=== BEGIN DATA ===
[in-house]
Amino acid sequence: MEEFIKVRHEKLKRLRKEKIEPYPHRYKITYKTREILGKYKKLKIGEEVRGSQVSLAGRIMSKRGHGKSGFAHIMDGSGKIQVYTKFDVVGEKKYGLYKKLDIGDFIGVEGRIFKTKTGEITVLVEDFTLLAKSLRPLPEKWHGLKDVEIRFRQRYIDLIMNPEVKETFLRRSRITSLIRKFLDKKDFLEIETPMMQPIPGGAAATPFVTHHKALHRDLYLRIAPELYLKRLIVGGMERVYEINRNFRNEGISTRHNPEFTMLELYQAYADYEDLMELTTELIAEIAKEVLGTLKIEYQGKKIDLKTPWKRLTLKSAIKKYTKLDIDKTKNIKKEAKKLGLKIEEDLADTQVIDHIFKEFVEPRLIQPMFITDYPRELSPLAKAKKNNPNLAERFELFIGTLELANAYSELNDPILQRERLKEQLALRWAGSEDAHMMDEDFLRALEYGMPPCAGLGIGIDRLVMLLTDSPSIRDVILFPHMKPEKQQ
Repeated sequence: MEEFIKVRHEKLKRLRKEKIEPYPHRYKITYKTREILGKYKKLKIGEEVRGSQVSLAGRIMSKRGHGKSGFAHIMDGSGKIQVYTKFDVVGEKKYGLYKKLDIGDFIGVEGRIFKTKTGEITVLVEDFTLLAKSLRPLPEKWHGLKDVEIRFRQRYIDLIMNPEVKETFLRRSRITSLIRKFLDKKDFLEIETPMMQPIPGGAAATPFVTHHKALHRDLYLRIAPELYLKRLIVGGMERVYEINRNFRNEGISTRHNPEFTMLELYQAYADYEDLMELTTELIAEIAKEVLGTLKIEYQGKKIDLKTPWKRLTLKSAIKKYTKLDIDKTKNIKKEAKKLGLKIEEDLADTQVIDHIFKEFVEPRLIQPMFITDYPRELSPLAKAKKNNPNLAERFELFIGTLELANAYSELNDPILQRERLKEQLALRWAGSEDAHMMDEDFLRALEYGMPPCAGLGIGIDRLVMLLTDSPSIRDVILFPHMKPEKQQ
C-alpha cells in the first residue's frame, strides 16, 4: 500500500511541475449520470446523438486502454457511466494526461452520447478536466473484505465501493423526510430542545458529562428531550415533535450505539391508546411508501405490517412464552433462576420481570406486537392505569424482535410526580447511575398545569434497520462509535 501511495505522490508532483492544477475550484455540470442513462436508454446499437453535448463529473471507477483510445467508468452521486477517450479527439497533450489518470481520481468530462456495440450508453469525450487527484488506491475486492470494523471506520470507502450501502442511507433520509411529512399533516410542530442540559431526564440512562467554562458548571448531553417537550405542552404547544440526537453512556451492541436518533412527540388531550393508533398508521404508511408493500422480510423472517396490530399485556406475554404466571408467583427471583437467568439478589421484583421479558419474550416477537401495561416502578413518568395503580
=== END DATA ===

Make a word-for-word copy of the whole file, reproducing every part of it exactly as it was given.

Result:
[in-house]
Amino acid sequence: MEEFIKVRHEKLKRLRKEKIEPYPHRYKITYKTREILGKYKKLKIGEEVRGSQVSLAGRIMSKRGHGKSGFAHIMDGSGKIQVYTKFDVVGEKKYGLYKKLDIGDFIGVEGRIFKTKTGEITVLVEDFTLLAKSLRPLPEKWHGLKDVEIRFRQRYIDLIMNPEVKETFLRRSRITSLIRKFLDKKDFLEIETPMMQPIPGGAAATPFVTHHKALHRDLYLRIAPELYLKRLIVGGMERVYEINRNFRNEGISTRHNPEFTMLELYQAYADYEDLMELTTELIAEIAKEVLGTLKIEYQGKKIDLKTPWKRLTLKSAIKKYTKLDIDKTKNIKKEAKKLGLKIEEDLADTQVIDHIFKEFVEPRLIQPMFITDYPRELSPLAKAKKNNPNLAERFELFIGTLELANAYSELNDPILQRERLKEQLALRWAGSEDAHMMDEDFLRALEYGMPPCAGLGIGIDRLVMLLTDSPSIRDVILFPHMKPEKQQ
Repeated sequence: MEEFIKVRHEKLKRLRKEKIEPYPHRYKITYKTREILGKYKKLKIGEEVRGSQVSLAGRIMSKRGHGKSGFAHIMDGSGKIQVYTKFDVVGEKKYGLYKKLDIGDFIGVEGRIFKTKTGEITVLVEDFTLLAKSLRPLPEKWHGLKDVEIRFRQRYIDLIMNPEVKETFLRRSRITSLIRKFLDKKDFLEIETPMMQPIPGGAAATPFVTHHKALHRDLYLRIAPELYLKRLIVGGMERVYEINRNFRNEGISTRHNPEFTMLELYQAYADYEDLMELTTELIAEIAKEVLGTLKIEYQGKKIDLKTPWKRLTLKSAIKKYTKLDIDKTKNIKKEAKKLGLKIEEDLADTQVIDHIFKEFVEPRLIQPMFITDYPRELSPLAKAKKNNPNLAERFELFIGTLELANAYSELNDPILQRERLKEQLALRWAGSEDAHMMDEDFLRALEYGMPPCAGLGIGIDRLVMLLTDSPSIRDVILFPHMKPEKQQ
C-alpha cells in the first residue's frame, strides 16, 4: 500500500511541475449520470446523438486502454457511466494526461452520447478536466473484505465501493423526510430542545458529562428531550415533535450505539391508546411508501405490517412464552433462576420481570406486537392505569424482535410526580447511575398545569434497520462509535 501511495505522490508532483492544477475550484455540470442513462436508454446499437453535448463529473471507477483510445467508468452521486477517450479527439497533450489518470481520481468530462456495440450508453469525450487527484488506491475486492470494523471506520470507502450501502442511507433520509411529512399533516410542530442540559431526564440512562467554562458548571448531553417537550405542552404547544440526537453512556451492541436518533412527540388531550393508533398508521404508511408493500422480510423472517396490530399485556406475554404466571408467583427471583437467568439478589421484583421479558419474550416477537401495561416502578413518568395503580